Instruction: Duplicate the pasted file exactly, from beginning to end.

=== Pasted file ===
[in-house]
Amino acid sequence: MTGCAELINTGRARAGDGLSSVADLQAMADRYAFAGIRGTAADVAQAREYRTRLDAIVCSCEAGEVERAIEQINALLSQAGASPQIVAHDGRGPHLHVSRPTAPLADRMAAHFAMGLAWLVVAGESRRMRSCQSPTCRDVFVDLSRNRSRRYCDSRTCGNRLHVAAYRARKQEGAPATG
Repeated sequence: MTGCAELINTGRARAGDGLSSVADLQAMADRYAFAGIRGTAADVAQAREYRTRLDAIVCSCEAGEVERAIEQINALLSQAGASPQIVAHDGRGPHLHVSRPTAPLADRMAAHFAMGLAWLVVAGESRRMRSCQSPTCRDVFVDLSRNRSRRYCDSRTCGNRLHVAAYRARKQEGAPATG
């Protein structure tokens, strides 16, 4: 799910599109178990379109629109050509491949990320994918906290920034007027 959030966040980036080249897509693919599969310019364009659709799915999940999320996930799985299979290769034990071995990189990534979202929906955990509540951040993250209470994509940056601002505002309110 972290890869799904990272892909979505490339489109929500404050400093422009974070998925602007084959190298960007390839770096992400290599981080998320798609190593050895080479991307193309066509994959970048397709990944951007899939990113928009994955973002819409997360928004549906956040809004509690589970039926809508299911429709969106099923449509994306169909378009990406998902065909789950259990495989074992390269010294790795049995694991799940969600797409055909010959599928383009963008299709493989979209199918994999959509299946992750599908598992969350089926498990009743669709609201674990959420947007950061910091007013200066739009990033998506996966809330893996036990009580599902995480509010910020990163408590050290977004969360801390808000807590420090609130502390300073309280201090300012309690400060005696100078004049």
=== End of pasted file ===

[in-house]
Amino acid sequence: MTGCAELINTGRARAGDGLSSVADLQAMADRYAFAGIRGTAADVAQAREYRTRLDAIVCSCEAGEVERAIEQINALLSQAGASPQIVAHDGRGPHLHVSRPTAPLADRMAAHFAMGLAWLVVAGESRRMRSCQSPTCRDVFVDLSRNRSRRYCDSRTCGNRLHVAAYRARKQEGAPATG
Repeated sequence: MTGCAELINTGRARAGDGLSSVADLQAMADRYAFAGIRGTAADVAQAREYRTRLDAIVCSCEAGEVERAIEQINALLSQAGASPQIVAHDGRGPHLHVSRPTAPLADRMAAHFAMGLAWLVVAGESRRMRSCQSPTCRDVFVDLSRNRSRRYCDSRTCGNRLHVAAYRARKQEGAPATG
């Protein structure tokens, strides 16, 4: 799910599109178990379109629109050509491949990320994918906290920034007027 959030966040980036080249897509693919599969310019364009659709799915999940999320996930799985299979290769034990071995990189990534979202929906955990509540951040993250209470994509940056601002505002309110 972290890869799904990272892909979505490339489109929500404050400093422009974070998925602007084959190298960007390839770096992400290599981080998320798609190593050895080479991307193309066509994959970048397709990944951007899939990113928009994955973002819409997360928004549906956040809004509690589970039926809508299911429709969106099923449509994306169909378009990406998902065909789950259990495989074992390269010294790795049995694991799940969600797409055909010959599928383009963008299709493989979209199918994999959509299946992750599908598992969350089926498990009743669709609201674990959420947007950061910091007013200066739009990033998506996966809330893996036990009580599902995480509010910020990163408590050290977004969360801390808000807590420090609130502390300073309280201090300012309690400060005696100078004049």